Alzheimer’s, A Disease Of Advanced Civilization

Alois Alzheimer and his research group in 1909

On November 3, 1906, German psychiatrist Alois Alzheimer presented for the first time the pathology and the clinical symptoms of presenile dementia together, later renamed in his honor as Alzheimer’s disease.

Alois Alzheimer studied medicine at the University of Würzburg and the University of Tübingen. In 1887, he finished his dissertation, which consisted of only 17 pages. Shortly after, Alzheimer became assistant to the psychiatrist Heinrich Hoffman, who became later famous for his children’s book ‘Struwwelpeter’. Together, they practiced new treatments for mental ill patients. Instead of using straitjackets and forcing the patients to eat, they preferred long walks in the park and thermal treatments. In the late 1890’s, Alois Alzheimer got married but the happiness could not last for long. His wife got the Alzheimer disease in 1901 and passed away in the same year. The devastated widower immediately started researching on the mysterious illness his wife suffered from.

In November of the same year, Alzheimer met the patient Auguste Deter. Her husband took her to the clinic because of her strange behavior in the last months. After interviewing the patient, Alzheimer noted that the woman had no orientation on time, she never knew where she was and could only remember very little details of her daily life. Also she could not give reasonable answers and her mood often changed from fear to anger to sorrow very quickly. Alzheimer got very interested in the case of Auguste Deter, because of her young age. Previous patent showed pretty much similar syptoms but all were at least 70 years old, Deter was only 51 and Alzheimer soon titled her illness as the ‘disease of forgetting’.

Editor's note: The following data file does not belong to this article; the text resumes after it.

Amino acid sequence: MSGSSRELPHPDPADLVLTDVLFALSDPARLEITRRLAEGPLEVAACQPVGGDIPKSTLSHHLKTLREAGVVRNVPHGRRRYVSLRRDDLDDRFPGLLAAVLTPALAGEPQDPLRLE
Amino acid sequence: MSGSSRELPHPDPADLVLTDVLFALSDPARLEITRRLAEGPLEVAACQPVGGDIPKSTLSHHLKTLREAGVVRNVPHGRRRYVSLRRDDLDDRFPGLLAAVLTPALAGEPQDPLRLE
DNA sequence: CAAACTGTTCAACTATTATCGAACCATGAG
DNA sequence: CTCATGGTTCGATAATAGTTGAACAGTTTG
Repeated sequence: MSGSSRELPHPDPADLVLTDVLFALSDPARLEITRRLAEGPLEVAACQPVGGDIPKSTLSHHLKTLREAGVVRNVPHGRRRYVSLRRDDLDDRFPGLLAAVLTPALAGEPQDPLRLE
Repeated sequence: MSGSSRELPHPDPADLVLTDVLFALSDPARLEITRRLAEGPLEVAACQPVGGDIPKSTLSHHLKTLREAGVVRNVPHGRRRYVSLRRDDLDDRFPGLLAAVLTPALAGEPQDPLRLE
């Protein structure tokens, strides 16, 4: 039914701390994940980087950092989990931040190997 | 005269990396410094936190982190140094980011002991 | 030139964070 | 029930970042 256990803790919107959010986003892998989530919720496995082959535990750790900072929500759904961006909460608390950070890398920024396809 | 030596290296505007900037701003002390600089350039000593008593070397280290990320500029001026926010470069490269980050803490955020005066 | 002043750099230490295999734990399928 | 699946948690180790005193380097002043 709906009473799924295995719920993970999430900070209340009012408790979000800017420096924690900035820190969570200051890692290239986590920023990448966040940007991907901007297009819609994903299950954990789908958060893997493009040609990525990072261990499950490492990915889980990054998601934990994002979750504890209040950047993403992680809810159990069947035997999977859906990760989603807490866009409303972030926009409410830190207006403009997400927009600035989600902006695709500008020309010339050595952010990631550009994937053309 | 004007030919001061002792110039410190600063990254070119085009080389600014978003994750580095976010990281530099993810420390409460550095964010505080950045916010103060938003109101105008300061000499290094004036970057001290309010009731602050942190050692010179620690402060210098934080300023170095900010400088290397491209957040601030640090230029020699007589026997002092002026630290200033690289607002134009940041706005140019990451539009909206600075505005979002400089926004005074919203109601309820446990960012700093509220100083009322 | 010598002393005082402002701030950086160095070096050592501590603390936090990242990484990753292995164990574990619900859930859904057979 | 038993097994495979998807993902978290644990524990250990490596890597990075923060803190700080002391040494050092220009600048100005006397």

In 1902, Alois Alzheimer moved to Heidelberg and later to Munich. During these years, the scientist prevented that his patient Auguste Deter would be moved to another hospital because he wanted to examine her after she passed away. In April 1906, Alzheimer received the message that Auguste Deter died from blood poisoning and he started examining her brain. Alzheimer found out that many nerve cells of her brain have died and senile plaques have established. On November 3, 1906, he presented his stunning research results on the pathology and the clinical symptoms of presenile dementia to the University of Tübingen. His research laboratory gained international attention. Next to the Alzheimer disease, the scientist made significant contributions to understanding further illnesses like Huntington’s chorea, brain tumors, and epilepsy.

You may be interested in Zahra Moussavi’s ted talk on battling Alzheimer’s Disease

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